Spanning the Twitterverse: Mendenhall, Athletes & Twitter

Spanning the Twitterverse to bring you the constant variety of tweets….the thrill of the retweet….and the agony of the unfollow.…the human drama of the twitter timeline….This is CadChica’s Wide World of Tworts


In a way, I’ve been dreading this post. Invariably, someone might read this and miscontrue my intention and have a field day with it and next thing you know my name is plastered all over Twitter. I’ll be trending in Mexico, India and Japan. I’ll have to start fielding calls and answering emails having to defend myself all because of this post. It will be never ending. TV networks will be filming me typing my blog or reading TweetDeck and my life will never be the same.

WHO AM I KIDDING? I’m not @ReallyVirtual (who now has 105,440 followers as of right now @ 9:52pm PDT, 5/5/11). I’m just a sports and Twitter fan who does have an opinion.

And there’s the rub. Opinions. They’re a dime a dozen. They’re too easy to give; especially on Twitter.

On ESPN’s Outside the Lines today, several panelists discussed this issue today in light of the Rashard Mendenhall controversy which you can read about here on ESPN. Thankfully, the link to the show can be seen on YouTube.

The reaction today on Twitter both before and after the show:

Lots of varying perspective there and that’s just a small sampling. Now, as I said, I was dreading this post. Yes, I actually was but not for the silly reasons I listed above. Or maybe those were the reasons. Not to the overexaggerated extent I listed but because it only takes one person to disagree with a post, or a tweet, to become a firestorm.

That being said, here is my take, for what it’s worth.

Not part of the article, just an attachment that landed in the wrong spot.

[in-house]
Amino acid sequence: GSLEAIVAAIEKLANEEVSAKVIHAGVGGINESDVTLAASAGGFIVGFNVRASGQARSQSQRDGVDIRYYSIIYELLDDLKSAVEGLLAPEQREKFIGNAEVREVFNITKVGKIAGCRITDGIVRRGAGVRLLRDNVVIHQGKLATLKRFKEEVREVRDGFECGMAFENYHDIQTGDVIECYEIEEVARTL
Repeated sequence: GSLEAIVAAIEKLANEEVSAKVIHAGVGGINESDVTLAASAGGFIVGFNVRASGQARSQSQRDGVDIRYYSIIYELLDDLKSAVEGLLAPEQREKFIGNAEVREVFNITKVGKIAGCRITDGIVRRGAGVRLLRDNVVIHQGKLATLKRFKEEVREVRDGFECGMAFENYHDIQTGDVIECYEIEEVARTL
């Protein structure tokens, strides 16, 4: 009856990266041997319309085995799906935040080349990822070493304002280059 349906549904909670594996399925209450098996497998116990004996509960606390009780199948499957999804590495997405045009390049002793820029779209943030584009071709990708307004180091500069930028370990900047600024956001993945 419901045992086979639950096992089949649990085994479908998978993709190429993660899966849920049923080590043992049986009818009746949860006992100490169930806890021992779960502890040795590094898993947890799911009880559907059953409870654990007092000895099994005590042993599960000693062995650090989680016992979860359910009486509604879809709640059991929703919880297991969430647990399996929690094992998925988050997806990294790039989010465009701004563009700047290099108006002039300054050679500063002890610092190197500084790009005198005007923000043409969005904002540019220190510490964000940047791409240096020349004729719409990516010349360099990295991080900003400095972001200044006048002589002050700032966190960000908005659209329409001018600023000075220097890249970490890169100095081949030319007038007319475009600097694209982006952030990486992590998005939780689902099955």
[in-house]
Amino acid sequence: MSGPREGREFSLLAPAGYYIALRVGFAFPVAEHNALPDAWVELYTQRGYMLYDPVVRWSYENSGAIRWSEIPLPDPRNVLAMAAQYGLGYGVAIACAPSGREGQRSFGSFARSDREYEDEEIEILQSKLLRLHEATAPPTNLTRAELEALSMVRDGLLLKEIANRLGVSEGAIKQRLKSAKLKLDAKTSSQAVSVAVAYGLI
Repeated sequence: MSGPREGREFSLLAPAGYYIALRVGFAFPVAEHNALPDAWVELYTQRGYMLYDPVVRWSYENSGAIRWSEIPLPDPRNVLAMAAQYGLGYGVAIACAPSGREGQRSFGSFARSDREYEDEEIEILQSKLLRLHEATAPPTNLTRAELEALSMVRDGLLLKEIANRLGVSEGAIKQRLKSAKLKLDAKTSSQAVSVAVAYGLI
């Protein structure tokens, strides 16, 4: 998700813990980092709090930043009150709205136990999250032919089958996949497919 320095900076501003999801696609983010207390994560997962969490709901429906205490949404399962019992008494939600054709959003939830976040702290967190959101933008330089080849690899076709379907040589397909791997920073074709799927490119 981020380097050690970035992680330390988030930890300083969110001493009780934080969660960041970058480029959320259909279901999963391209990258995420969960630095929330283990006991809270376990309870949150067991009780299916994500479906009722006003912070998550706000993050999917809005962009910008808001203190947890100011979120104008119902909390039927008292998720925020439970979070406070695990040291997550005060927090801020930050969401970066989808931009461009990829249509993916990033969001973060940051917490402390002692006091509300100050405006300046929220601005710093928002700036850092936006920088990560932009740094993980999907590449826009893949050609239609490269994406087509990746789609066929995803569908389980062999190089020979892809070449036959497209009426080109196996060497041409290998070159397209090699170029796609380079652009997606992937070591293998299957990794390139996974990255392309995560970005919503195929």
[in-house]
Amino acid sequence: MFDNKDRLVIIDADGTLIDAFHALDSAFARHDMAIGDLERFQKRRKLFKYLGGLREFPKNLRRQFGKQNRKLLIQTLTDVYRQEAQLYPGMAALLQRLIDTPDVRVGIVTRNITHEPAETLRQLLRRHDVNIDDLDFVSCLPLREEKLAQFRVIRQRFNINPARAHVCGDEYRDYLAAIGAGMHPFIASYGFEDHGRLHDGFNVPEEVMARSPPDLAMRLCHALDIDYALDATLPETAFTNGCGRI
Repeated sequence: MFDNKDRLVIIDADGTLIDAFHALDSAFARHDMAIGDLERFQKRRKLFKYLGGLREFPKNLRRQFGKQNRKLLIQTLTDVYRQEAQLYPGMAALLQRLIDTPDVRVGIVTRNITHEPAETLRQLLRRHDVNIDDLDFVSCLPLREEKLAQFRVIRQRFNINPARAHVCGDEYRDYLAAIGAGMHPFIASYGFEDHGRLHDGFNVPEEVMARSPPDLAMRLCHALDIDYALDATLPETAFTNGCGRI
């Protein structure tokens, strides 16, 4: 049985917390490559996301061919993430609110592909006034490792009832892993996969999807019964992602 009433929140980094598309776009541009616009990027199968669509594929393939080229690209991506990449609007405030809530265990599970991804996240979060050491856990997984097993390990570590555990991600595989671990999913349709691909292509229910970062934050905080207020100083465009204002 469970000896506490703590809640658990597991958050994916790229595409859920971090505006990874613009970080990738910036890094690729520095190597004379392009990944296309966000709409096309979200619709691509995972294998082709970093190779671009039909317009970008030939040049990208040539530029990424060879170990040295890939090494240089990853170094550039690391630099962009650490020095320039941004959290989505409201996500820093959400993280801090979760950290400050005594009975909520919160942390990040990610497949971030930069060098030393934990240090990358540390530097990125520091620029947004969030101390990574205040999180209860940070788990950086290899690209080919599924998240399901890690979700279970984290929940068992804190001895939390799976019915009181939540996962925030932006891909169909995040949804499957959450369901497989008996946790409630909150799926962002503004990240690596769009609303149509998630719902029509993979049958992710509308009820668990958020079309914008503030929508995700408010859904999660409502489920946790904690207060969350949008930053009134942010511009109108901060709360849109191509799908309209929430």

I like athletes on Twitter. I don’t follow them so I can know where they stand on political issues. I follow or check their Twitter feed because I like knowing what makes people tick. Oh sure, I may reply to something they say now and then but I like trying to figure out why they are the way they are. How did they become successful? What was it in their past that motivated them? What did they overcome? Sure maybe their perspective on political issues gives insight into who they are but I’m not going to crucify them like some people so.

Does that mean I agree with Rashard Mendenhall? No. At least not about the Osama Bin Laden and 9/11 tweets. Where I do agree with him is the whole celebration part of Bin Laden’s death. He didn’t agree with it and, quite frankly, I don’t either. Many Americans are disgusted/appalled/taken aback when other countries “celebrate” the death of an American, particularly on 9/11. And now, Americans, were “celebrating” a death. I did not understand it and still don’t. That is my opinion only.

Having said that, my assumption is that is what made Mendenhall “tick” when he clicked the enter button that day. I “also” understand why some people were outraged. The beauty of Twitter is it’s constant, instant communication. Mendenhall communicated and people “instantly” responded. He has since “clarified” his tweets.

So what’s the bottom line: Opinions are choices. Mendenhall made a choice to give his opinion in tweets. People chose to reply/respond to it by giving theirs. We all have a choice to tweet or not to tweet (Shakespeare I’m not). We have a choice to follow or not to follow someone on Twitter. We have a choice whether to be offended or not. We ALL have a choice when it comes to Twitter. Believe me, there are many times where I wish I hadn’t tweeted something. And even more when I chose not to; nothing to gain by venting in a tweet.

There. I did it. A little more serious tone than I wanted but I needed to say it. Five years from now, who knows, I may rethink my ‘opinion’ and it could change. Not very likely but it could happen.

Let’s see now, I’m only 100,000+ followers away from @ReallyVirtual. Will this post put me over the top? (just kidding..really)

CadChica Sports

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